I tested the 552 Speedmaster rifle with several brands of 22 Long Rifle ammunition for velocity and function. The results with each brand and type of ammunition are listed in the chart below. HP is a lead hollowpoint bullet. Solid is a lead roundnose bullet. TC is a truncated cone solid. Velocity readings were taken at an elevation of 541 feet above sea level, with an air temperature of 54 degrees Fahrenheit, with humidity in the sixty-nine percent range. Velocities are listed in feet-per-second (FPS) and were recorded twelve feet from the muzzle of the rifle. Bullet weights are listed in grains.


Bullet Weight Velocity
Federal Premium HP 40 1124
Winchester DynaPoint HP 40 1149
PMC Match Solid 40 1028
Wolf Match Solid 40 1041
CCI Mini-Mag HP 36 1227
CCI Mini-Mag Solid 40 1221
CCI Velocitor HP 40 1378
CCI Quiet Solid 40 714
Remington Yellow Jacket HP 33 1339
Remington Hi-Speed Solid 40 1212
Remington Bulk HP 36 1164
Remington Viper TC 36 1163
Norma Tac-22 Solid 40 900
American Eagle HP 36 1110
PMC Zapper HP 38 1219
Olin Solid 40 1012
Winchester XPert HP 36 1143
Hansen Solid 40 1079
CCI Blazer Solid 40 1246
CCI Stinger HP 32 1516
CCI Sub-Sonic 40 1035
Aguila SSS 60 760
Federal Target Solid 40 1090
Geco Solid 40 1086
CCI SHORT HP 27 1024
Eley Match Solid 40 1038

Right out of the box, the Remington 552 functioned flawlessly with every type of 22 ammunition tested, including high-velocity, hyper-velocity, standard-velocity, sub-sonic, and 22 Short ammo. After a few hundred rounds, the action starting getting sluggish with the CCI Quiet ammo, but a couple of drops of oil had it running perfectly again. There were no misfires or hang-fires with any ammo tested, and everything fed flawlessly from the tubular magazine.

For accuracy testing of the Speedmaster, I mounted a Burris 6 to 18 power target scope using tip-off rimfire rings. I fired five-shot groups at twenty-five yards on paper, and every brand and type of ammunition tested, with the exception of the sixty-grain Aguila SSS performed very well, with some of the best groups fired shown in the pictures. Many types of ammunition grouped under or around one-half inch at 25 yards, and none were inaccurate. Even the SSS ammo grouped decent enough for plinking and small targets, grouping under one and one-half inches. It is just that all the other ammunition shot so much better. After accuracy testing from the bench, I removed the scope, and proceeded having fun using the excellent mechanical sights provided.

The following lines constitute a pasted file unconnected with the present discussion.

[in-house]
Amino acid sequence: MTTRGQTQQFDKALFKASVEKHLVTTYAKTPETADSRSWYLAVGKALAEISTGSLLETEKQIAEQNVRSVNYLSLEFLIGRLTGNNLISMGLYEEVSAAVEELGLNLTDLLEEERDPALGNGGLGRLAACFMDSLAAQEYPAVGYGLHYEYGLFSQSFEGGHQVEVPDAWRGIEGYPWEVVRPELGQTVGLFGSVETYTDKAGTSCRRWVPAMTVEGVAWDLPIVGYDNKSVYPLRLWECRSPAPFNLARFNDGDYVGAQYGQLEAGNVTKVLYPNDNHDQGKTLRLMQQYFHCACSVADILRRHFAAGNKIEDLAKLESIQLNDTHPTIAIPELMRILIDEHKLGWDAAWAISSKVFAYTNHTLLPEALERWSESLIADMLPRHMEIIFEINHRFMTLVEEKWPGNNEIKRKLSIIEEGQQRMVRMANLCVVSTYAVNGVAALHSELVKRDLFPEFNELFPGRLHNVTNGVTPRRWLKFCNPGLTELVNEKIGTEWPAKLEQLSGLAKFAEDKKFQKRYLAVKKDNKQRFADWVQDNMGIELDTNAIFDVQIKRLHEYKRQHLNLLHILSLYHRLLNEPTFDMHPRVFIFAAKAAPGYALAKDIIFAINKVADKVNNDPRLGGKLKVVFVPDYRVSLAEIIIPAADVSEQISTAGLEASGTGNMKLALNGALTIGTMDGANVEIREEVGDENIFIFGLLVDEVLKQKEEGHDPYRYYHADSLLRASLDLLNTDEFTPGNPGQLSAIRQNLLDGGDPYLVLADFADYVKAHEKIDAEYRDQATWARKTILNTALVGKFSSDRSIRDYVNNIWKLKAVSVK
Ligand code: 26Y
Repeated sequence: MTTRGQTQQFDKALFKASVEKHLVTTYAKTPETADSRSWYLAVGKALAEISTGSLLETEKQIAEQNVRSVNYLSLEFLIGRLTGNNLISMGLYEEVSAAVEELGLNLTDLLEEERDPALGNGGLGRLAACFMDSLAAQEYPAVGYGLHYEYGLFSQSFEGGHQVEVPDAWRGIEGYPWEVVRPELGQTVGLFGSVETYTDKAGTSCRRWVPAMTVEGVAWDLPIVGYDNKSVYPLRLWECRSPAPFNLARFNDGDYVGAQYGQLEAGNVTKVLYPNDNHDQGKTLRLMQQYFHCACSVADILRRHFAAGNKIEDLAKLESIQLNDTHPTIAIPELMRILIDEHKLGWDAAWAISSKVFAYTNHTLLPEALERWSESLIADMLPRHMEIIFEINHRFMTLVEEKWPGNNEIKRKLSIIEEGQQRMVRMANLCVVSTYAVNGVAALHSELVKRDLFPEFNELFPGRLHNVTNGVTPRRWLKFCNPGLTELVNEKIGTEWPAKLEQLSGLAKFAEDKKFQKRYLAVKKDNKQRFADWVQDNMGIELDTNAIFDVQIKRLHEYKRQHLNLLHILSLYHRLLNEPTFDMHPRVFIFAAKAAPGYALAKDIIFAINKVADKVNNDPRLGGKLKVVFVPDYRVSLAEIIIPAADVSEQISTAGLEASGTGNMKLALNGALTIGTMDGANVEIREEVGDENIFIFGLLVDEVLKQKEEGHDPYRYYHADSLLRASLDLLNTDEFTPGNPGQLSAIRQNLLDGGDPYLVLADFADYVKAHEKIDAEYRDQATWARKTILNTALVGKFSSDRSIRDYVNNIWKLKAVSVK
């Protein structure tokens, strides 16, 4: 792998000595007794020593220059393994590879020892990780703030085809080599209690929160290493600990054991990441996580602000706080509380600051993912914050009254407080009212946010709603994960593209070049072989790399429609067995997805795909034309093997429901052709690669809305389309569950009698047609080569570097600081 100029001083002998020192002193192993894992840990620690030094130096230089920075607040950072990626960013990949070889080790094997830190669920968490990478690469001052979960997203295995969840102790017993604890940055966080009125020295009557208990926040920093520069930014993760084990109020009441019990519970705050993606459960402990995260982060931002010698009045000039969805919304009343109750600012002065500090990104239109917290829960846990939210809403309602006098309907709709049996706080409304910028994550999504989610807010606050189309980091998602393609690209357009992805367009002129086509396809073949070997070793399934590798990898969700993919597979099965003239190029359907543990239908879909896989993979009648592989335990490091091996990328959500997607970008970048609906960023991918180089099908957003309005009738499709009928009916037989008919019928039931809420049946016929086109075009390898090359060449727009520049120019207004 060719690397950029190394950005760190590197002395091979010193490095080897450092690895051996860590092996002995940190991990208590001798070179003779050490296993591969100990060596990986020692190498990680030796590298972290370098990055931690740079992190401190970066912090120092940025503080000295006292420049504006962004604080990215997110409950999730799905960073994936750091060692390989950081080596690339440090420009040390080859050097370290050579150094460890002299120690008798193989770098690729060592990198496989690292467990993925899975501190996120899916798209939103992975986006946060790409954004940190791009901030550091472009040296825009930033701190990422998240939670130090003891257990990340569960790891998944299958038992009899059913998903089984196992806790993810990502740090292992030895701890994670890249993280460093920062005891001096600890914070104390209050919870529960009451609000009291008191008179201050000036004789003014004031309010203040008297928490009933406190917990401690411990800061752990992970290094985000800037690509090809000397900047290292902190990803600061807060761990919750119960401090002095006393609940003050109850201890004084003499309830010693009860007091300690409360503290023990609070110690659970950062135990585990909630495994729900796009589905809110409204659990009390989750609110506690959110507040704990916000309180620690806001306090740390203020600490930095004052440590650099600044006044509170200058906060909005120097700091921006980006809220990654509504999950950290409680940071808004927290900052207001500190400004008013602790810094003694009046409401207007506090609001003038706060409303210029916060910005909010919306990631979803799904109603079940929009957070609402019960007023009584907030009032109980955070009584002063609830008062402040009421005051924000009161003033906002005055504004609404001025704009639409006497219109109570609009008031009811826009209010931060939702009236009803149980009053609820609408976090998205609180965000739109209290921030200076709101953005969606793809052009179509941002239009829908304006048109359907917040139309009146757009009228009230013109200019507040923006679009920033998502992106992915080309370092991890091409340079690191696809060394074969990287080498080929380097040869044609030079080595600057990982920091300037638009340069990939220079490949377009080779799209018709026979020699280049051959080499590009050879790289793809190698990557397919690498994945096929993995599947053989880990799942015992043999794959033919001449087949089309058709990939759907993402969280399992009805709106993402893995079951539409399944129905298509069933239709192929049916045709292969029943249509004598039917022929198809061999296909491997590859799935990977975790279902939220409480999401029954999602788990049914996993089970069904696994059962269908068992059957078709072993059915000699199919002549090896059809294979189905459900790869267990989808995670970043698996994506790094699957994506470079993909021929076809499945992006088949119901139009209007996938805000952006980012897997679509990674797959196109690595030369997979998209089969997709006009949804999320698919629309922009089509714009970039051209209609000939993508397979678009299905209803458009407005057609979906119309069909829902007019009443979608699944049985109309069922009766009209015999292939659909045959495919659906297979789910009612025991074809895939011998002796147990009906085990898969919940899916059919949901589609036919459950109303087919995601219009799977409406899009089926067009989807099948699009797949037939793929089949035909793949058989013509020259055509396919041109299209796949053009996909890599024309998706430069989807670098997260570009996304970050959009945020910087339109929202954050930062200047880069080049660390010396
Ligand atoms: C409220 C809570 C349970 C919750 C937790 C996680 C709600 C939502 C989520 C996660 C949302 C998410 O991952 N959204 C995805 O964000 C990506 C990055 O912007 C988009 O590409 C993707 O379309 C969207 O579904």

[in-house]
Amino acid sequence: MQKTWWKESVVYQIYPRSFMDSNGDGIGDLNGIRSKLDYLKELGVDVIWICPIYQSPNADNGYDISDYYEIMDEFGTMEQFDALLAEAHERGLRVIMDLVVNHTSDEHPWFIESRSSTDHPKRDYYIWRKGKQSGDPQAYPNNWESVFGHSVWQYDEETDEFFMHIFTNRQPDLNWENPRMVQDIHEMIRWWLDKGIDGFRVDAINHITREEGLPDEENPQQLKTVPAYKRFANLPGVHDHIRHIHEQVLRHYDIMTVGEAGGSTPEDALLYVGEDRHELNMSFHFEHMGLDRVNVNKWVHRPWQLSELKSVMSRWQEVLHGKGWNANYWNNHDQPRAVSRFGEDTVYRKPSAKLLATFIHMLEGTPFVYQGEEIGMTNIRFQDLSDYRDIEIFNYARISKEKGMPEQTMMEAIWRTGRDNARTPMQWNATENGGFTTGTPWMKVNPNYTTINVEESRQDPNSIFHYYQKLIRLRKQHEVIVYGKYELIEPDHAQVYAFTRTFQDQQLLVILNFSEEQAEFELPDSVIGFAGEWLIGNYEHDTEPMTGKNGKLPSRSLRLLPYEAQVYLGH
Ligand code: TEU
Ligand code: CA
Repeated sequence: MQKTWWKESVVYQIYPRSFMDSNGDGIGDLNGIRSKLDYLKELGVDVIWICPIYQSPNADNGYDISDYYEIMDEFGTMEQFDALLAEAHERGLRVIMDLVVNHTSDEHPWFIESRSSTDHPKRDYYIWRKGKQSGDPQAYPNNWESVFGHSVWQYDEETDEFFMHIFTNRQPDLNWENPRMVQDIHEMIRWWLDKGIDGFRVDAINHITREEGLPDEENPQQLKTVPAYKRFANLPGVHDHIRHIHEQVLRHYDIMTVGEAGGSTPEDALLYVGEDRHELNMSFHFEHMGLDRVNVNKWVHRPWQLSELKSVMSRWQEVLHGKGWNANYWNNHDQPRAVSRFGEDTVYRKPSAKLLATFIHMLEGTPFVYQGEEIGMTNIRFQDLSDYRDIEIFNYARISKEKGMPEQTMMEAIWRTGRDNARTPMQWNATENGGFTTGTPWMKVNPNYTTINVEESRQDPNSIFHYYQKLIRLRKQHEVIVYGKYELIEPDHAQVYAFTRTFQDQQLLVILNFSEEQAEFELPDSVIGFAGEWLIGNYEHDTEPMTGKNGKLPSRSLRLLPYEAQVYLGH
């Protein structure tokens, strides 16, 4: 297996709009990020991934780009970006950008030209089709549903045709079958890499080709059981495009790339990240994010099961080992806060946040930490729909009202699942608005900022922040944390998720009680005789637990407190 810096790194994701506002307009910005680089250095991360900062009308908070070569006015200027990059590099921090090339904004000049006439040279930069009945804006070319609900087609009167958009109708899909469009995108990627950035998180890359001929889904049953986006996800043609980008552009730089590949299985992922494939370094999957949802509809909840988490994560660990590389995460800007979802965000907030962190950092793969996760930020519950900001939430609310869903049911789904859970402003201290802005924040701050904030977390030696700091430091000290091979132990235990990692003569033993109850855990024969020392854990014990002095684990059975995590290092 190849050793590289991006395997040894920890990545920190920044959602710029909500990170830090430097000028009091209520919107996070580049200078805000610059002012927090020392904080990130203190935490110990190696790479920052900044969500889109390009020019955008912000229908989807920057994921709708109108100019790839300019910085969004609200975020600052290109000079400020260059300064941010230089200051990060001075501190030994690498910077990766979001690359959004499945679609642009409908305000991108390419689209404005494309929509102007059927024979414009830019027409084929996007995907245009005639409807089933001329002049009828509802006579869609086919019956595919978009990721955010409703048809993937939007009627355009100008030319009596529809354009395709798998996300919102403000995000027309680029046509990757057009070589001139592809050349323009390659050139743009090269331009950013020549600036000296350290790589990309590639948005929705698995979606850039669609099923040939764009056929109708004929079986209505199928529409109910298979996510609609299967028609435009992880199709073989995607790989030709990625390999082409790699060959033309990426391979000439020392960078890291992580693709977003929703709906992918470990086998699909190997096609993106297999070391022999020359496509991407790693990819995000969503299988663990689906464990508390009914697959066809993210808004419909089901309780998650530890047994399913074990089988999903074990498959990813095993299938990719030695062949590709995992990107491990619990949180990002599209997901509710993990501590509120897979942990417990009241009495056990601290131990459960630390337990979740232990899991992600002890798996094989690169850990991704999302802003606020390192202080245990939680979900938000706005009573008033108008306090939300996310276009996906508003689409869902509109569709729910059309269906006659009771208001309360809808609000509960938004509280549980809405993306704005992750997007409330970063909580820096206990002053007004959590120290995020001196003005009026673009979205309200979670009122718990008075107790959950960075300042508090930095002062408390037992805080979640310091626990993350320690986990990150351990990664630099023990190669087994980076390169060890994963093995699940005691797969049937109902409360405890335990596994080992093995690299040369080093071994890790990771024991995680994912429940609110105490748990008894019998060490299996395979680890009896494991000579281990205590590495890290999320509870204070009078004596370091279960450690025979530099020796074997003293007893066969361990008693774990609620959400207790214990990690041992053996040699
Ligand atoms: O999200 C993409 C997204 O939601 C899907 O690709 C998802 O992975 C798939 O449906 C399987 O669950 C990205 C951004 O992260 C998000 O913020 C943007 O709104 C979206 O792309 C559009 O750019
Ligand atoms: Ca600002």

Though the 552 cycles perfectly with 22 Short ammunition, good 22 High-Velocity Long Rifle ammo costs less these days, so I see no valid reason to stock up on the Shorts. I could make do very well with nothing but the Remington Bulk Golden Hollowpoint ammo, and the CCI Quiet. The former I have plenty of in stock, and the CCI Quiet is quite useful for shooting small pests and vermin, when low noise is preferred. With the Speedmaster and a box of the CCI Quiet ammo, a sound suppressor (silencer) is not needed, as the report is no louder than an air rifle. This would be very handy to have around if popping pesky critters in an area where a high-velocity rimfire might bring unwanted attention to the shooter.

The Remington 552 Speedmaster is an excellent 22 rifle, in a class of its own among 22 autoloaders. Really, its only negative to some is its price. The suggested retail price of the 552, as of the date of this review, is $707 US. It is not that the Speedmaster is not worth the price. It is. It is a fine rifle, and its workmanship, quality materials, beautiful wood, and versatility justify that price, but there are so many 22 semi-autos on the market that substantially undercut the price of the 552. Even Remington’s own Marlin Model 60 is a fine 22 auto at less than one-third the price of the 552. Still, the 552 is built for the shooter who wants what is arguably the best, most-versatile 22 autoloading rifle on the market. The 552 Speedmaster is reliable, accurate, beautiful, and made in the USA.

Check out the extensive selection of rifles, shotguns, pistols, and accessories online at

To order the 552 Speedmaster online, click on the GUN GENIE at

To order quality 22 Long Rifle ammunition, go to and

Jeff Quinn

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Charging handle.



Brass deflector.



25-Yard Groups.





Receiver is grooved for scope mounts.